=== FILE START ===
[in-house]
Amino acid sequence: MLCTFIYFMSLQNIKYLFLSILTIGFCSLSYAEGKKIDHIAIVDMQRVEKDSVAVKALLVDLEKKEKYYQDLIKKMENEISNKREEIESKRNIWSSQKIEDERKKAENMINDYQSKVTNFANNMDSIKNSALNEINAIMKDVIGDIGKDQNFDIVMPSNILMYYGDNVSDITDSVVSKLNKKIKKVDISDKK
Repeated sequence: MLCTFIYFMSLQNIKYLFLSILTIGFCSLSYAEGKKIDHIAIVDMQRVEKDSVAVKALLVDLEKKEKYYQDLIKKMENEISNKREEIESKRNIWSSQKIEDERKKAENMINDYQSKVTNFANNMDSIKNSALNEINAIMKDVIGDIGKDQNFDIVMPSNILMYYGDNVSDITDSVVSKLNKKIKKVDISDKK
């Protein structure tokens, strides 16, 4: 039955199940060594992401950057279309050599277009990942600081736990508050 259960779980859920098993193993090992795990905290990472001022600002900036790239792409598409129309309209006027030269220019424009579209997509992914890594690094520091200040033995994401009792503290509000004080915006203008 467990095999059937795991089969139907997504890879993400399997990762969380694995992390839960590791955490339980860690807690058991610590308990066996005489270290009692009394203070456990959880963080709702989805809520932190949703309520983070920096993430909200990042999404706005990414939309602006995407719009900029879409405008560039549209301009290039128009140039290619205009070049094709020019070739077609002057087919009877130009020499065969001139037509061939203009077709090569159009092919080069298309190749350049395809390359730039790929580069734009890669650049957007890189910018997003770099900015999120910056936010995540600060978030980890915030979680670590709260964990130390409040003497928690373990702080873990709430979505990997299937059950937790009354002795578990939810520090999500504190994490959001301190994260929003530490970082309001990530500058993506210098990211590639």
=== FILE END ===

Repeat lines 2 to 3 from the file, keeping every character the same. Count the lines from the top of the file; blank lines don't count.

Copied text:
Amino acid sequence: MLCTFIYFMSLQNIKYLFLSILTIGFCSLSYAEGKKIDHIAIVDMQRVEKDSVAVKALLVDLEKKEKYYQDLIKKMENEISNKREEIESKRNIWSSQKIEDERKKAENMINDYQSKVTNFANNMDSIKNSALNEINAIMKDVIGDIGKDQNFDIVMPSNILMYYGDNVSDITDSVVSKLNKKIKKVDISDKK
Repeated sequence: MLCTFIYFMSLQNIKYLFLSILTIGFCSLSYAEGKKIDHIAIVDMQRVEKDSVAVKALLVDLEKKEKYYQDLIKKMENEISNKREEIESKRNIWSSQKIEDERKKAENMINDYQSKVTNFANNMDSIKNSALNEINAIMKDVIGDIGKDQNFDIVMPSNILMYYGDNVSDITDSVVSKLNKKIKKVDISDKK